Key here for me was the phrase inform their classrooms. Back to the blogsync schedule of selected topics.  Oh yeah there is is – how has being a connected educator affected my work in the education. So if you’ve managed to read this far (yes Chris and Karen – too long I know), here’s the rub.

I became a secondary teacher five years ago. My year training provided a rare (though costly) luxury in that I was able to explore a range of online technologies, immerse myself in the NZC, set up wikis, blogs, make prezis I could use later and generally have a good play. I fully believe that’s where a lot of the angst comes from in New Zealand secondary schools around digital technology. There just isn’t the time for teachers to play, to find out what works for them and their learners. And then if they do take the plunge, there next to time to share.

The other issue we have in terms of informing our day to day classroom activities is access to technology. Now I don’t mean to rain on anyone’s parade here but I’ve had conversations with many teachers working in state secondary schools and most are in the same position. Three-four labs to be shared among 800 odd students. Laptops that can be booked but generally have to be priortisied for senior assessments. BYOD doesn’t ensure level playing fields but is a step in the right direction.

At the weekend I attended a high school reunion. Amongst our crowd were several teachers, all primary bar me. One observed that she felt secondary schools were “slow to get on board’ with inquiry based learning. She’s right but it’s not down to teachers. Many of use still teach in box shaped rooms with rows of desks squeezed in, little or no access to technology other than a data projector and assessment conditions defined by NZQA. I’m not saying it’s impossible to be a connected educator in such environments but it is more challenging.

What I have managed to use successfully includes:

  • LMS – wikis, moodle, ultranet
  • Facebook groups – for senior revision
  • Blog – junior wide reading, used library sessions to set up and then offer ongoing assistance if no computer at home http//:taierihotreads.wordpress.com
  • Pinterest and Scoop.it – topic specific information
  • Read, write, think – great interactives for writing and detailed lesson sequences
  • Quizlet and Spelling City – apps, the year I taught a trial iPad class. Bliss.
  • Socrative – app for revision
  • TedTalks – all the time, speech topics, creative writing
  • Simple Mind and Big Mind – brainstorming apps
  • Evernote and Dropbox – apps for document sharing
  • Showme and Prezi – topic specific presentations as starters or for revision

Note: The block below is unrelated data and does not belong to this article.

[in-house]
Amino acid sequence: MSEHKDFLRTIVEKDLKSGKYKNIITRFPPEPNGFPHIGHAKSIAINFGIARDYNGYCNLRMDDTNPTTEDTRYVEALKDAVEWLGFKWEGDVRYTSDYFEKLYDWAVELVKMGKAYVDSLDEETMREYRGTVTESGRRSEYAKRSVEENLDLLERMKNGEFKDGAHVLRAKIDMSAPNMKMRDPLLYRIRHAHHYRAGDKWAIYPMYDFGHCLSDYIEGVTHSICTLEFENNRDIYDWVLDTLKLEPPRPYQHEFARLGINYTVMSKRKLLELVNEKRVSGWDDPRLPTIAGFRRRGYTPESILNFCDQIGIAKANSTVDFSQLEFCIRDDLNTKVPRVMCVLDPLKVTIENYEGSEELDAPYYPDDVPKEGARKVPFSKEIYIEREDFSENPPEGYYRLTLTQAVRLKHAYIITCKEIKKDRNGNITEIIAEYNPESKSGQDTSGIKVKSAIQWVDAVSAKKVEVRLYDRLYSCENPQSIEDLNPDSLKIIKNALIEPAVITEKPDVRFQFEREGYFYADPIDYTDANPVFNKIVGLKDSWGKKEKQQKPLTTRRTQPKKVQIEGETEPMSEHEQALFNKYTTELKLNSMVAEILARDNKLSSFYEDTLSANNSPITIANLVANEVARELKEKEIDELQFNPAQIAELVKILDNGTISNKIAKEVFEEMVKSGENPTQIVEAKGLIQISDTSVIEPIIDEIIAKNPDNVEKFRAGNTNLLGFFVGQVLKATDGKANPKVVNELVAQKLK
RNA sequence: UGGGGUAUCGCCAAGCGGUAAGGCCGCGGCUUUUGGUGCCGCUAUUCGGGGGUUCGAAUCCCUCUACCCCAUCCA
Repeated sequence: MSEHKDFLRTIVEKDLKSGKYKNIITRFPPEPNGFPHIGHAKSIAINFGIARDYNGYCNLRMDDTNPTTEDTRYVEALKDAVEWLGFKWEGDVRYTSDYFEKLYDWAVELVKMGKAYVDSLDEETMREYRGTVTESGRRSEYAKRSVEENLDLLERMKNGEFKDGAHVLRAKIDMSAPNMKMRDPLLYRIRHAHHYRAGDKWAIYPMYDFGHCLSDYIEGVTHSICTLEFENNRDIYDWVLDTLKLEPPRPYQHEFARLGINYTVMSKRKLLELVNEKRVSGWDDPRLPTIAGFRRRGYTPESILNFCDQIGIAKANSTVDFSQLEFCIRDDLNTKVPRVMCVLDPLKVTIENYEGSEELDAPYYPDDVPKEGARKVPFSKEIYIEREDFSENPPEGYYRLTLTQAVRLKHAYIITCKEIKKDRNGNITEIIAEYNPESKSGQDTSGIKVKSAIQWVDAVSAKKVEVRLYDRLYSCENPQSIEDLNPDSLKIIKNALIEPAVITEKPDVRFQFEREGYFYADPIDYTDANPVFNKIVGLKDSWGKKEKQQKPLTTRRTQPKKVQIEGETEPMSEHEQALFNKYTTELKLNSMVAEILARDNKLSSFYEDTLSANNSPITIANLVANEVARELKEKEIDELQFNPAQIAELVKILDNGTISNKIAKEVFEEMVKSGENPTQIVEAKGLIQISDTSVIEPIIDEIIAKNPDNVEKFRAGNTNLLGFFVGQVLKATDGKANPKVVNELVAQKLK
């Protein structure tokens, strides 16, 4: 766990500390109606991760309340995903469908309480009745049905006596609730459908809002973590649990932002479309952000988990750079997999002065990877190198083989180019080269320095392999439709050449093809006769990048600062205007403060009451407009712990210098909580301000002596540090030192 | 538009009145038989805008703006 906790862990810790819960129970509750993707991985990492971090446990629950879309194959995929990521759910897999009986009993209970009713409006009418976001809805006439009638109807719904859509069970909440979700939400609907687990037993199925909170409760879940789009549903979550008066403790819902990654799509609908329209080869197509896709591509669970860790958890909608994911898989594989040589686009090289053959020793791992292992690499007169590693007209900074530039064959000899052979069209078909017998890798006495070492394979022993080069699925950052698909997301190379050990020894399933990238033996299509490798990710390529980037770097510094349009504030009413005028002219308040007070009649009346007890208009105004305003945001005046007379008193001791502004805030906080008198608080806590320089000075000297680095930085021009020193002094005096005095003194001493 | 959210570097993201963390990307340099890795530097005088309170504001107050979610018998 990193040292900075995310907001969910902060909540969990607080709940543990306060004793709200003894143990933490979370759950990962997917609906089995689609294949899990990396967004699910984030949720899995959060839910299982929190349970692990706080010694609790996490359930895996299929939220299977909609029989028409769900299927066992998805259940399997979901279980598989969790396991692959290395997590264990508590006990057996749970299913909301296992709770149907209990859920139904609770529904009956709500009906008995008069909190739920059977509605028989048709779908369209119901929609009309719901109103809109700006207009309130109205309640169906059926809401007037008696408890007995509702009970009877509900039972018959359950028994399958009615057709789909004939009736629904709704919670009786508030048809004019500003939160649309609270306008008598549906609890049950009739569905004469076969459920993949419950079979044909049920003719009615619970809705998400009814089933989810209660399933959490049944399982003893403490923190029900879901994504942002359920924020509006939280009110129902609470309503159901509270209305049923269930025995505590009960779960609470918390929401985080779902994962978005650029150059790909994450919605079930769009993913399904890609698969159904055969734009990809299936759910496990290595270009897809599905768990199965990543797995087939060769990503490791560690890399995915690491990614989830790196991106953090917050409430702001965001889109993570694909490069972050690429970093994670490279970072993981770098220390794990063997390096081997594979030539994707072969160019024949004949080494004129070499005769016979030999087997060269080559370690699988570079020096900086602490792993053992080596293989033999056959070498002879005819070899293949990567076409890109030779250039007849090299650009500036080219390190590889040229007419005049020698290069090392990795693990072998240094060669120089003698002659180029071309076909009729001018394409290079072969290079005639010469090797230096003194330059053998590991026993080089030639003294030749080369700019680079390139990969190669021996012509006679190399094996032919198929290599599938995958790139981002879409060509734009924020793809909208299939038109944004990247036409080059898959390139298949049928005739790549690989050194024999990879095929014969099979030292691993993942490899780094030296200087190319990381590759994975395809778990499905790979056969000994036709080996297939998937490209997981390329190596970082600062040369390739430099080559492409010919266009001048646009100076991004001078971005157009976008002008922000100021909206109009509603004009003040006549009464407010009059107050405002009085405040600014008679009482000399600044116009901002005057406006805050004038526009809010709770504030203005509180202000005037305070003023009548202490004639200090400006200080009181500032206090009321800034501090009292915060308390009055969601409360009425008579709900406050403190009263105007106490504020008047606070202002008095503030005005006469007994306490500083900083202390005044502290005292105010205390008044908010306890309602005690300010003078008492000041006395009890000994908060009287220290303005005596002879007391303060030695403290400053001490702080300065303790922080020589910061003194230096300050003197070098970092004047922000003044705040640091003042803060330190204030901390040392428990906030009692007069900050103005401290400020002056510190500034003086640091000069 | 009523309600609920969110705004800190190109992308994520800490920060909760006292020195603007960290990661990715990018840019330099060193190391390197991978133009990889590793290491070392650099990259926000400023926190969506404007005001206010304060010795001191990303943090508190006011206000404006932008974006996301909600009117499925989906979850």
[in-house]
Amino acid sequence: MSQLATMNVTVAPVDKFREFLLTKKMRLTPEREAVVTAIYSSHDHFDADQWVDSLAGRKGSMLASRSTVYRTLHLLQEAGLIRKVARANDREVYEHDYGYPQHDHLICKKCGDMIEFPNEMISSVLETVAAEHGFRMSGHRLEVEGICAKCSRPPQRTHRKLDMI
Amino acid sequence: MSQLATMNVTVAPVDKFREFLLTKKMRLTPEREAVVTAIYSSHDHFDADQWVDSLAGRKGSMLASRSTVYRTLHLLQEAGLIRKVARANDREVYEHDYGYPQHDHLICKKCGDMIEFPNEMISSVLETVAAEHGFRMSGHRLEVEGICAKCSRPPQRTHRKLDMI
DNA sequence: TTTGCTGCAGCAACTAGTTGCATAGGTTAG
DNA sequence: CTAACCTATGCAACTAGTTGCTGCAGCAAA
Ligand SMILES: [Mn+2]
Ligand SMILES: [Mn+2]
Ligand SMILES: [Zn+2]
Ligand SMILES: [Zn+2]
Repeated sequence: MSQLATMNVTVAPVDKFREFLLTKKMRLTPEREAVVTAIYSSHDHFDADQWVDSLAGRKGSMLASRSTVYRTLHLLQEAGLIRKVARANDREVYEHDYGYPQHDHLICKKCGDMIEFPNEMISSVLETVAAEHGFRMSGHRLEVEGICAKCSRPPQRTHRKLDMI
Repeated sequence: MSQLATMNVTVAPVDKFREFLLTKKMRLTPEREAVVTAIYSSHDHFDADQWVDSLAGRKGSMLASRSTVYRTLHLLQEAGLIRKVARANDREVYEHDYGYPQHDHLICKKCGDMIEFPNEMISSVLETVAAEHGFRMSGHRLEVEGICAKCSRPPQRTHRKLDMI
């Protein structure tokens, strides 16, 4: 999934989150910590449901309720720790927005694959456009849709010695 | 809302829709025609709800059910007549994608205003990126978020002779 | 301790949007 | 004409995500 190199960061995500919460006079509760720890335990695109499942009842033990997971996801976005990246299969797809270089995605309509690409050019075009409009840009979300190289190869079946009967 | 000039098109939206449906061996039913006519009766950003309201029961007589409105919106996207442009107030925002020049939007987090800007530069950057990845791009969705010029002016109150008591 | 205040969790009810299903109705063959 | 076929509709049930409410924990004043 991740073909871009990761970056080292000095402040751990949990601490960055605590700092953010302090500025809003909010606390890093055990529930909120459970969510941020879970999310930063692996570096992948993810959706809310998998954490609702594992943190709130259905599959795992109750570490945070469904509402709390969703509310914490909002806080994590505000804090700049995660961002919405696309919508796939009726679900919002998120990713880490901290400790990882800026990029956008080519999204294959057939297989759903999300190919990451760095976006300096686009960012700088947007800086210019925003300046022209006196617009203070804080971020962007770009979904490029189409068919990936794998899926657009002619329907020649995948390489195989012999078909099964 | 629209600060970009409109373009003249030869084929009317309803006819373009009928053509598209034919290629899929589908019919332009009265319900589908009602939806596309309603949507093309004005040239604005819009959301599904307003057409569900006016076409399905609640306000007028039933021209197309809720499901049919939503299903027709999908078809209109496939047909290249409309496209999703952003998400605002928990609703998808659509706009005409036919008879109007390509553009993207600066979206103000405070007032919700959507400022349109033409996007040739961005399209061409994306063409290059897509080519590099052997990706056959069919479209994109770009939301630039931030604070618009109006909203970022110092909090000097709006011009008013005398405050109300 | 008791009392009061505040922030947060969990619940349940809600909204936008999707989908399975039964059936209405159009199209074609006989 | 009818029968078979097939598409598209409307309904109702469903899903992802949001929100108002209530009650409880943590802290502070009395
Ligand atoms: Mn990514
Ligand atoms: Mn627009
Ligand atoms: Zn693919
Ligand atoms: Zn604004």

Aside from specific apps, sites and online tools, the biggest thing I bring back to my classroom through stepping out of the silo is a sense of purpose and excitement about the possibilities that exist to learn in a connected world. So where to? I’ll keep sharing, keep talking to strangers (drives my kids nuts but it’s in the manifesto so clearly, it’s a good thing), keep exploring and playing. And I’ll definitely keep hoping that one day, the allocation of resources needed to make the visions inherent in the NZC become a reality for all our learners.


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Over the past few weeks, the #hackyrclass community have been sharing ideas about #blendedlearning and #differentiation. The challenge is how to walk the talk in the teaching and learning environments many state and state integrated secondary school teachers operate in on a daily basis. While it’s easy to get enthused sharing ideas with your online community of fellow teacher geeks (sorry guys) it’s often a different story back at school the next day. I think if we were to be completely honest, many of us would admit that our physical resources including access to ICTs often put a big hand brake on making these worthy ideals a reality.

That said, rather than focusing on what we can’t do in small spaces with minimal available technology, I’m hopeful it’s the little things we can do that will set in motion the paradigm shift needed to make blended learning the norm. So here are a couple of small things I’ve tried recently with a trusty data projector, internet and an iPad:

Creative writing
1. Brainspark app projected off iPad as starter – you can use words or pictures to get them writing
2. Storystart app’s photo gallery projected for students to select a setting to write about
3. Showme tutorial to reinforce the concept of showing not telling when writing creatively. There is a Showme app as well which has loads of potential for students to create their own tutorials too.
4. Gave iPad to student to take a couple of pics outside for a writing assessment. He just couldn’t find a way to start otherwise.